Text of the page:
At just 17 years of age, Serena Williams won her first Grand Slam singles title at the 1999 U.S. Open.

Fifteen months younger than her sister Venus, Serena did what big sis failed to do in the 1997 tournament and topped World No. 1 Martina Hingis.

At the time, the court at the roofless Arthur Ashe Stadium was green. Tactics and overall craftiness, rather than pure power, dominated the women’s game and had made Hingis a five-time Grand Slam champion. Serena’s once-signature beaded braids, which would occasionally come loose and scatter onto the court, were out in full force. And in Japan, Naomi Osaka was still a month away from her second birthday.

But according to a recent article in The New York Times, her father, drawing inspiration from the path the Williams’ sisters took to success, had already decided that he, too, could take his daughters Naomi and Mari to the top of the women’s game.

Nearly two decades later, Ashe’s court is blue and has a retractable roof. Power and strength reign supreme. Leonard Francois did, indeed, coach his daughters into the professional ranks. And Serena long ago ditched the beads and is now on the cusp of tying Margaret Court for first all-time with 24 major singles titles.

Standing in her way is Osaka, now 20, and on track to become the sport’s next superstar.

Adding consistency to her well-established power game, she has looked the part of a young Serena in dropping just a single set on her way to her first Grand Slam final.

And, by her own admission, at least part of what’s pushed her to within one win of the biggest title of her career has been the prospect of playing Serena.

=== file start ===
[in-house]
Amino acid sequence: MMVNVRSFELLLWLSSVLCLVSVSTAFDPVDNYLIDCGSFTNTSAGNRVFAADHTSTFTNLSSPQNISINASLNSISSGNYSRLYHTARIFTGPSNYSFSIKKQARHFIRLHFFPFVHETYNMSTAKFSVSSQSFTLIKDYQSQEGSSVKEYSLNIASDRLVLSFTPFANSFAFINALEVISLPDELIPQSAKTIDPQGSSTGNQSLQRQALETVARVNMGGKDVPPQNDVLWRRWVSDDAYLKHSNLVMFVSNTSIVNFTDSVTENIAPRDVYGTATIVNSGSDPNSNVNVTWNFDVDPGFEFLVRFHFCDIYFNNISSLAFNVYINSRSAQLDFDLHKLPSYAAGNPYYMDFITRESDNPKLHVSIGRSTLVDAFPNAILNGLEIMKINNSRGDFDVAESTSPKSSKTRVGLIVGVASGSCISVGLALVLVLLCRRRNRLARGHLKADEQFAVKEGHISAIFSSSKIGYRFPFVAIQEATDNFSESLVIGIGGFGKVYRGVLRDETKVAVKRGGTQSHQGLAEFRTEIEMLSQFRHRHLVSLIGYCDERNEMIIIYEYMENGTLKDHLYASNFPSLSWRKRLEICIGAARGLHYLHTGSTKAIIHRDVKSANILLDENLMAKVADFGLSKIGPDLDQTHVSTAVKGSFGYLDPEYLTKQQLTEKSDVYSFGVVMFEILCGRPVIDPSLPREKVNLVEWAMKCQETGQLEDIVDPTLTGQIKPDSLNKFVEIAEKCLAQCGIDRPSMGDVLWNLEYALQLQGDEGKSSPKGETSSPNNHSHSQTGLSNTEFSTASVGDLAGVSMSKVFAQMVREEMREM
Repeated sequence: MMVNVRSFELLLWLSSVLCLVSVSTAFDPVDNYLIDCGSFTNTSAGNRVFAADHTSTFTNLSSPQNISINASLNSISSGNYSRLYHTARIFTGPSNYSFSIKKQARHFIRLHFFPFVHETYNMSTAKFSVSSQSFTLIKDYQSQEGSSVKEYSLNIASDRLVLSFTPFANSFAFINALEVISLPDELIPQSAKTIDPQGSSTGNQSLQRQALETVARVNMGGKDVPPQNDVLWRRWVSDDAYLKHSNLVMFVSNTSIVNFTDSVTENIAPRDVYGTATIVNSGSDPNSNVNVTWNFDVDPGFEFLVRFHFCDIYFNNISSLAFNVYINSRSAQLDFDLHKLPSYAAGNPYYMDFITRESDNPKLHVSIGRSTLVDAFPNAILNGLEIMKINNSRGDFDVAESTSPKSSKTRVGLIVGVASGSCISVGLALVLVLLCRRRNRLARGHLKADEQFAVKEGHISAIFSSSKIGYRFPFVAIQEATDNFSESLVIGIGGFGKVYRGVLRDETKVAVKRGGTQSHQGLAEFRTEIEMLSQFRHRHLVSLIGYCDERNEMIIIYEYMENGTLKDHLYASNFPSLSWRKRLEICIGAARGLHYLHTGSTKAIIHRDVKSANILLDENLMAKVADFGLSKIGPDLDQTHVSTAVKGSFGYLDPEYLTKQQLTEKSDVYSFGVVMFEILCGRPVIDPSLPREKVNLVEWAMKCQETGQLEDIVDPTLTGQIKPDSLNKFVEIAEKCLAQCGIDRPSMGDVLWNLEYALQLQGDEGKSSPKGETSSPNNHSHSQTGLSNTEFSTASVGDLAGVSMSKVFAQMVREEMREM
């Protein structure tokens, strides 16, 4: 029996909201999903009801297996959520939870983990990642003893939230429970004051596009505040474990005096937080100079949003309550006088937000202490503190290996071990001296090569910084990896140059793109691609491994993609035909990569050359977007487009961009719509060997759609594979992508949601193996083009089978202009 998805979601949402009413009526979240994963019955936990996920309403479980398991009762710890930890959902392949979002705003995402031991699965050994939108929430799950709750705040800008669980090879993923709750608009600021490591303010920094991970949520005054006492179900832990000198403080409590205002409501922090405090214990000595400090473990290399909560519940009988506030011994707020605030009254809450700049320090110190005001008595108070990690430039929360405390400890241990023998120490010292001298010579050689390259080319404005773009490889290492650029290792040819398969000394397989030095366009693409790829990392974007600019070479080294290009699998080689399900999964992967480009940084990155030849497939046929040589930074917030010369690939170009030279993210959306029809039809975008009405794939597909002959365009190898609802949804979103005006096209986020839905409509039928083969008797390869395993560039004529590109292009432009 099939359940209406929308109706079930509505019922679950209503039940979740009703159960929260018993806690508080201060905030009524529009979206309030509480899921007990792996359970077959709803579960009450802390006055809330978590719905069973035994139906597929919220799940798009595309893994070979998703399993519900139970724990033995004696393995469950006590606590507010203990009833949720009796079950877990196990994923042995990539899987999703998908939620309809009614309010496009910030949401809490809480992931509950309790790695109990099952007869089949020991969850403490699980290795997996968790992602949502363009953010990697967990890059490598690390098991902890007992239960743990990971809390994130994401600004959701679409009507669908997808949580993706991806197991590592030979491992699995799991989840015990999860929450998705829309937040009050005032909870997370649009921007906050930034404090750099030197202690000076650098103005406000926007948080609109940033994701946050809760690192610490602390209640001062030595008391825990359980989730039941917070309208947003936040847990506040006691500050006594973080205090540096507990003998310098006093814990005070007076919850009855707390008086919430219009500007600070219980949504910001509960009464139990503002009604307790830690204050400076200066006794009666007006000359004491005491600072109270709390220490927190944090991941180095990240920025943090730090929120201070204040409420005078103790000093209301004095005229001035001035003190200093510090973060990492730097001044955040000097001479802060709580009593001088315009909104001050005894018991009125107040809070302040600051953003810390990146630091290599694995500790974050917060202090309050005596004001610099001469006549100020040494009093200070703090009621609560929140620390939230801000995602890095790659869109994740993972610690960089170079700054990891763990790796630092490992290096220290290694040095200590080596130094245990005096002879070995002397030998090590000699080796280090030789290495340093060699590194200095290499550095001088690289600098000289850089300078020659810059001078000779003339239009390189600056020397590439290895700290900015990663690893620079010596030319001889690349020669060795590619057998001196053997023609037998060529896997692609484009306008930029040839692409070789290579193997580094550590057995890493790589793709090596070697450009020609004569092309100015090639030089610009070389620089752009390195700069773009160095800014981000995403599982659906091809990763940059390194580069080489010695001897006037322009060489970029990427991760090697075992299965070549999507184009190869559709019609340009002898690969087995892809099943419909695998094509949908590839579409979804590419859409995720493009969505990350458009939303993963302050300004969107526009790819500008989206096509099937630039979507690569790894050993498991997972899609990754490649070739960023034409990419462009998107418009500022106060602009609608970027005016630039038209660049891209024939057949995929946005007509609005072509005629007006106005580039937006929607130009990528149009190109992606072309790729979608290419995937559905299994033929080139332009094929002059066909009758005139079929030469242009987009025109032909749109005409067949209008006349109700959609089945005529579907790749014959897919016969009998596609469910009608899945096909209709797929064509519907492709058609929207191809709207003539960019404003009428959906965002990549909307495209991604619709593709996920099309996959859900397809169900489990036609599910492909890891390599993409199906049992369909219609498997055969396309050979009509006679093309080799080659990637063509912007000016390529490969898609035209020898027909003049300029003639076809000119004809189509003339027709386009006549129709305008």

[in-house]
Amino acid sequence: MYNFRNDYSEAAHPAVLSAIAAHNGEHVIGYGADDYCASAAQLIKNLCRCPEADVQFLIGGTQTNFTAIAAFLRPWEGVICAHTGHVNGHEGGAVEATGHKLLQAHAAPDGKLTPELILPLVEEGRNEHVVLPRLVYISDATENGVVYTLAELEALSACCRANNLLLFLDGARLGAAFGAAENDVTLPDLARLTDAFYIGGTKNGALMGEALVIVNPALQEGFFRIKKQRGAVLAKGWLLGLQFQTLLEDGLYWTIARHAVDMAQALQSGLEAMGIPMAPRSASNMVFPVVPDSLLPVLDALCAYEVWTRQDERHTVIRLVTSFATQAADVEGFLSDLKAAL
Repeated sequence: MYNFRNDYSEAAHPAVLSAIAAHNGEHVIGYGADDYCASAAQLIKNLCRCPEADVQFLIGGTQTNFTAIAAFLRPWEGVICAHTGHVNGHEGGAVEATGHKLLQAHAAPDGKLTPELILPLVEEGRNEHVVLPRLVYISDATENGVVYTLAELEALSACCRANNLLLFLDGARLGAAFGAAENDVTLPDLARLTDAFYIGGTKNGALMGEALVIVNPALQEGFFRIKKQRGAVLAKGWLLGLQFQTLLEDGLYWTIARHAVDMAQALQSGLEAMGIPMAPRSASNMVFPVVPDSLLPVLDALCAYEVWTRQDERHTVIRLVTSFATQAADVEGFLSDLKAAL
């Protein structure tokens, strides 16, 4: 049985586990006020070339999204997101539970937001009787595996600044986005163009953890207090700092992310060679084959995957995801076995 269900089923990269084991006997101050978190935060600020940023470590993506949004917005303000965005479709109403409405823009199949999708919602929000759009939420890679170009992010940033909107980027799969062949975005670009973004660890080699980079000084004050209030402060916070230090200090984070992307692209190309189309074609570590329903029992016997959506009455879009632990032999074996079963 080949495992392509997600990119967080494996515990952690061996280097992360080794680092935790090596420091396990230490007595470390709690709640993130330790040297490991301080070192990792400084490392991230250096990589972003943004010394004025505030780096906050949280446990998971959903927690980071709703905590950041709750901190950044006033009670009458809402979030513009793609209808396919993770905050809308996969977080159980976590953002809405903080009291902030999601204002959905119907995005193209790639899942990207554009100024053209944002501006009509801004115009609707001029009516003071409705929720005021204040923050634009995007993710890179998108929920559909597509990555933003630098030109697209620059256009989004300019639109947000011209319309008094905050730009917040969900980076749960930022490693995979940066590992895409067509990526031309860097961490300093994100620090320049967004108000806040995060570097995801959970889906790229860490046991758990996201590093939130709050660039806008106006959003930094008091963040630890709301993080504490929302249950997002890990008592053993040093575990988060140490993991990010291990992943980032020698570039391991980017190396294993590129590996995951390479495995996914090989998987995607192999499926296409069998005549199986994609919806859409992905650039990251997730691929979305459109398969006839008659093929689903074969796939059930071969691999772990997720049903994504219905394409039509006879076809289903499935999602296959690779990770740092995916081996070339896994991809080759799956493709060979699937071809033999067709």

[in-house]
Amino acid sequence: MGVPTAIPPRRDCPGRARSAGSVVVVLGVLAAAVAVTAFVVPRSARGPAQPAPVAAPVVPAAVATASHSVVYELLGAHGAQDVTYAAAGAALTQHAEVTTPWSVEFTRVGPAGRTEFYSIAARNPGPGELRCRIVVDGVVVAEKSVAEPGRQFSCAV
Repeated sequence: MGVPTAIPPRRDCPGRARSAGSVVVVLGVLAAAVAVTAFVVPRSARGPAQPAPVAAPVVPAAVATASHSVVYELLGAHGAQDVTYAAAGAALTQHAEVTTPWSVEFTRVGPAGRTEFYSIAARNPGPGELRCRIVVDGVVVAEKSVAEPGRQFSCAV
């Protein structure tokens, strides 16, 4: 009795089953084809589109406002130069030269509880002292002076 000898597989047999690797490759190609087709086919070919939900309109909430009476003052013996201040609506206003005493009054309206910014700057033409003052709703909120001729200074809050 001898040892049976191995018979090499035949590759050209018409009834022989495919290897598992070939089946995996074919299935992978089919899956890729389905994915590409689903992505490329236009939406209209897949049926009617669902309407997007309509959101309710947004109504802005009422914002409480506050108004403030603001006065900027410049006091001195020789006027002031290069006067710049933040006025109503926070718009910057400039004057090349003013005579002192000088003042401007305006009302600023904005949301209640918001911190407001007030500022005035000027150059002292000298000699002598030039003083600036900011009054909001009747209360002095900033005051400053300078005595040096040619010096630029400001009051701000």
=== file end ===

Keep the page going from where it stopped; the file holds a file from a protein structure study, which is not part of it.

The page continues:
She said as much in her postmatch interview when asked how she was able to save 13 break points during her semifinal encounter with Madison Keys on Thursday.

“It feels a little bit surreal,” she later said at a news conference. “Even when I was a little kid I always dreamed that I would play Serena in a final at a Grand Slam.”

Perhaps sensing that the grandeur of the moment could get away from her on Saturday, she added: “I shouldn’t really think of her as my idol I should just try to play her as an opponent.”

They have played once before, earlier this year in Miami, with Osaka besting Serena in straight sets.

While that matchup might give Osaka a measure of confidence and will surely help her keep her nerves as she faces her idol, the result can more or less be thrown out the window — Serena was playing just her fourth match since returning from a 13-month absence due to her pregnancy.

So, can Osaka pull off the upset and become Japan’s first singles slam winner?

Steady, error-free tennis could be enough if Serena is off her game, but playing in front of her home crowd and with a record in her sights, that’s an unlikely prospect.

An all-out slugfest from the baseline seems like a dangerous proposition as well. Osaka might have power to spare, but Serena more or less invented that brand of tennis. That strategy would mean playing the match on the American’s terms and she’s unlikely to blink.

Instead, the Japanese No. 1 will need to pick her spots wisely. She shouldn’t be afraid to get into longer rallies — that’s where she can use her youth to her advantage — but she also shouldn’t cower at the thought of making aggressive plays to end points quickly with her booming forehand.

Clean winners from a neutral baseline position, the kind that Serena has made her whole career, could leave the 36-year-old wondering if she has enough. Those will be the points that let her, and the tennis world, know that Osaka has arrived.

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